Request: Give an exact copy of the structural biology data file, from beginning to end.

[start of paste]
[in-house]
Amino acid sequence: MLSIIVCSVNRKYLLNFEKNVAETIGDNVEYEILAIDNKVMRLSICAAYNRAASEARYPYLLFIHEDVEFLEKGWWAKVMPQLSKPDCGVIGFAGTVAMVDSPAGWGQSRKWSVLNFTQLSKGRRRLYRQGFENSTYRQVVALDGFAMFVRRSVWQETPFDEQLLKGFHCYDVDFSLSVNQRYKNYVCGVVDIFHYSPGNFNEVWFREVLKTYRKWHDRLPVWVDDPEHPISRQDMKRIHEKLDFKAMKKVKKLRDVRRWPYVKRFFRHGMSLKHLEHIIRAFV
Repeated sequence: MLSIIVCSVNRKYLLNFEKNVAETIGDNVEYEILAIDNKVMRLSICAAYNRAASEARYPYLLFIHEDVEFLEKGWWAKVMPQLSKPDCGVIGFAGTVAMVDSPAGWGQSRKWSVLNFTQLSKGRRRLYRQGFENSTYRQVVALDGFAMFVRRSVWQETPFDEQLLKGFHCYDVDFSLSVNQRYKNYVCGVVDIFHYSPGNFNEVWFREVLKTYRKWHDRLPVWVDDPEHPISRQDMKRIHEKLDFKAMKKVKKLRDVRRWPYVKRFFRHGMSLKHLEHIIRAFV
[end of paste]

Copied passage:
[in-house]
Amino acid sequence: MLSIIVCSVNRKYLLNFEKNVAETIGDNVEYEILAIDNKVMRLSICAAYNRAASEARYPYLLFIHEDVEFLEKGWWAKVMPQLSKPDCGVIGFAGTVAMVDSPAGWGQSRKWSVLNFTQLSKGRRRLYRQGFENSTYRQVVALDGFAMFVRRSVWQETPFDEQLLKGFHCYDVDFSLSVNQRYKNYVCGVVDIFHYSPGNFNEVWFREVLKTYRKWHDRLPVWVDDPEHPISRQDMKRIHEKLDFKAMKKVKKLRDVRRWPYVKRFFRHGMSLKHLEHIIRAFV
Repeated sequence: MLSIIVCSVNRKYLLNFEKNVAETIGDNVEYEILAIDNKVMRLSICAAYNRAASEARYPYLLFIHEDVEFLEKGWWAKVMPQLSKPDCGVIGFAGTVAMVDSPAGWGQSRKWSVLNFTQLSKGRRRLYRQGFENSTYRQVVALDGFAMFVRRSVWQETPFDEQLLKGFHCYDVDFSLSVNQRYKNYVCGVVDIFHYSPGNFNEVWFREVLKTYRKWHDRLPVWVDDPEHPISRQDMKRIHEKLDFKAMKKVKKLRDVRRWPYVKRFFRHGMSLKHLEHIIRAFV